On the other hand, I work at a BB. Similar to most BBs and large corporate institutions in general, a lot of underperforming groups end up benefiting from the high revenue generating groups, and the high revenue groups get brought down by the underperformers. HR also has a ton of say in determining overall bonus pools and those decisions seem largely arbitrary.

 
Jun 4, 2020 - 9:10pm

The skill growth curve plateaus at ~8 months (at least it feels like it did for me), with the exception of some unique SPA items and other things you’ll see here and there on deals after that point. This is assuming you’re working for a bank that’s keeping you on at least one live deal at all times. Prior to feeling that plateau, I would have done it for just enough to pay for my living expenses and student loan payments. It was exciting learning something new every day. Mornings felt fresher then.

Now, though? The job is still good but nowhere near as “fun” as it was starting out. I enjoy my coworkers and the bank / group that I work for but the assignments all feel like a playlist on repeat. I still enjoy seeing new business models / sub sectors and listening in on how buyers think about companies we’re marketing but those times aren’t frequent enough to make up for the work to get there.

I’m really hoping PE can give my day to day work life that glint it had before but also slightly doubting that it will. TBD.

 
Jun 5, 2020 - 9:04am

PeRmAnEnTiNtErN:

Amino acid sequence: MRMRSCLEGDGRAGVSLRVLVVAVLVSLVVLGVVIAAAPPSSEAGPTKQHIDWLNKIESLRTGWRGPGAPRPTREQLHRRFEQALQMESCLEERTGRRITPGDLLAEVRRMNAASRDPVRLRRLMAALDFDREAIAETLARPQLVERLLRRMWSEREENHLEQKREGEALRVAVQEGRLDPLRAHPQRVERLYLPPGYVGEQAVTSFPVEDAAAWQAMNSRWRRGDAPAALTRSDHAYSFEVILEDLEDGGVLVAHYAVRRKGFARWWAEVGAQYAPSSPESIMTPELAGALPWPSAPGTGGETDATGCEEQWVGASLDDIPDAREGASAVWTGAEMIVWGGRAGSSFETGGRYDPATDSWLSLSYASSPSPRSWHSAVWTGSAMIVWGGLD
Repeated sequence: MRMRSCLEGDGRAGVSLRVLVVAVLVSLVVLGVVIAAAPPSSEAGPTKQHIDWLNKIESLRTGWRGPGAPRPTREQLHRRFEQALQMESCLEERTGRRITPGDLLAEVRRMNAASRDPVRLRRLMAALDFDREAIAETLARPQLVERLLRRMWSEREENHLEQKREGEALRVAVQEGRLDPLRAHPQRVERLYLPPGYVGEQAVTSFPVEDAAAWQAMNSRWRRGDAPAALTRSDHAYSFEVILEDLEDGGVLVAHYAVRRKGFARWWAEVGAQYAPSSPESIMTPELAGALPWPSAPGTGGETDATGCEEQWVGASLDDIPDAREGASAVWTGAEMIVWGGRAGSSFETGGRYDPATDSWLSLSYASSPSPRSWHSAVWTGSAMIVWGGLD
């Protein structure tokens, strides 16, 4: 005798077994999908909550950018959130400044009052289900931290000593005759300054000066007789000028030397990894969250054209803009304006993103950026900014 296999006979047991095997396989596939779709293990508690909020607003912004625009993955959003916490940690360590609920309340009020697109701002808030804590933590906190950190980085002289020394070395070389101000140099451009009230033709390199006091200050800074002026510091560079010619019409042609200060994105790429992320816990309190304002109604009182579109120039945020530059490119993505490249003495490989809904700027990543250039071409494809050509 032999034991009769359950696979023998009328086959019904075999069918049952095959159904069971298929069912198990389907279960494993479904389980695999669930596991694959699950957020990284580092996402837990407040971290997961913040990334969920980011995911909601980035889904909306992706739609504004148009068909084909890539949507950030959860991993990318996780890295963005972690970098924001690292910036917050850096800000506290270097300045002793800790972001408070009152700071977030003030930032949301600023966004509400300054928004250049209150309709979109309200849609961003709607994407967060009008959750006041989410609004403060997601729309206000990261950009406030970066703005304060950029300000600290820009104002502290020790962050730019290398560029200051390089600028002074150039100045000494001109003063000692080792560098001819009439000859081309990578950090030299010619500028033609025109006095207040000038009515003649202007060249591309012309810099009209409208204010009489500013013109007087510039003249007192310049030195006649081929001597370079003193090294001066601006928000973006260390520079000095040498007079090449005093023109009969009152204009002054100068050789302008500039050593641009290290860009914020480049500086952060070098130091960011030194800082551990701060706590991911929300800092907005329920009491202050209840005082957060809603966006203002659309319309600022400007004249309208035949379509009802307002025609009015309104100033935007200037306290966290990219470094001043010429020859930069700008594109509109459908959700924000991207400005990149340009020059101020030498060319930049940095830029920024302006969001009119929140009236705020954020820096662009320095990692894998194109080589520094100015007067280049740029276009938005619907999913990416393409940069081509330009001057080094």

Just out of curiosity, since bonus are going to be down this year (most likely for a lot of bankers), what is the lowest amount of compensation you would take to do your job?

I know many get into banking for the money, but I am curious is the career in banking still worth if the cash doesn't follow. I am personally happy with what I do on a day to day basis, but want to hear other takes.

Array
 
Jun 5, 2020 - 9:41am

working in F100 Corp finance I would say that it really depends. I really think the lowest I am willing to take changes with the learning opportunity. if I am growing professionally and working towards my goals I am willing to take less.

 
  • Associate 2 in Consulting
Jun 5, 2020 - 11:23am

If HR asked me this question, I would phrase it as a function of effort and time. Assuming an $80K base with 80h weeks on average and 2 weeks off a year, your hourly income is $20. I would probably ask for about that, as I assume its the industry standard. This means that if you're a chilled firm where my average weeks are 60h, I'll happily take $60K. If you're a sweatshop where 100h weeks are the norm, then you better be prepared to cough up $100K base.

 
Jun 8, 2020 - 11:50am